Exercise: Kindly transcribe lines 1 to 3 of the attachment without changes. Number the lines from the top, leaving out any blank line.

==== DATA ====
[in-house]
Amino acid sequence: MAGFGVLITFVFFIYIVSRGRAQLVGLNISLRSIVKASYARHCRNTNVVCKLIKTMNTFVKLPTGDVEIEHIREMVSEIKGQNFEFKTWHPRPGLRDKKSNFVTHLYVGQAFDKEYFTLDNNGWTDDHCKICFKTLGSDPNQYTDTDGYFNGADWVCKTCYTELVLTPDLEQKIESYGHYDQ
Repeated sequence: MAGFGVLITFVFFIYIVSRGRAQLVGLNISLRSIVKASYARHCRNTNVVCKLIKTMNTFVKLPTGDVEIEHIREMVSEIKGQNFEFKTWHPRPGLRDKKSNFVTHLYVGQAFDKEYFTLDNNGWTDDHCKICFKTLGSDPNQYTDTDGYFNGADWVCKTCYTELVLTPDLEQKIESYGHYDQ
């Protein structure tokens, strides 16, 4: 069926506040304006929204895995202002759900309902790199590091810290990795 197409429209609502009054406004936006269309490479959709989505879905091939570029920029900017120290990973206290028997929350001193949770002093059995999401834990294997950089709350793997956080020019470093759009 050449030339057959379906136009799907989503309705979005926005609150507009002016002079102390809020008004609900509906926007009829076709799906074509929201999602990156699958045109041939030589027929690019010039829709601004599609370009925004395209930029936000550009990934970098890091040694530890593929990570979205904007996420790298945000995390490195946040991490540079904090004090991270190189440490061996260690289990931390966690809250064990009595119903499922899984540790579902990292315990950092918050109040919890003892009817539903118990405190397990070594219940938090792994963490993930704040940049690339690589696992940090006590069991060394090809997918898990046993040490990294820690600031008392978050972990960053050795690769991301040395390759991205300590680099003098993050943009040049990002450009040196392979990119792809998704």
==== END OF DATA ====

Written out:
[in-house]
Amino acid sequence: MAGFGVLITFVFFIYIVSRGRAQLVGLNISLRSIVKASYARHCRNTNVVCKLIKTMNTFVKLPTGDVEIEHIREMVSEIKGQNFEFKTWHPRPGLRDKKSNFVTHLYVGQAFDKEYFTLDNNGWTDDHCKICFKTLGSDPNQYTDTDGYFNGADWVCKTCYTELVLTPDLEQKIESYGHYDQ
Repeated sequence: MAGFGVLITFVFFIYIVSRGRAQLVGLNISLRSIVKASYARHCRNTNVVCKLIKTMNTFVKLPTGDVEIEHIREMVSEIKGQNFEFKTWHPRPGLRDKKSNFVTHLYVGQAFDKEYFTLDNNGWTDDHCKICFKTLGSDPNQYTDTDGYFNGADWVCKTCYTELVLTPDLEQKIESYGHYDQ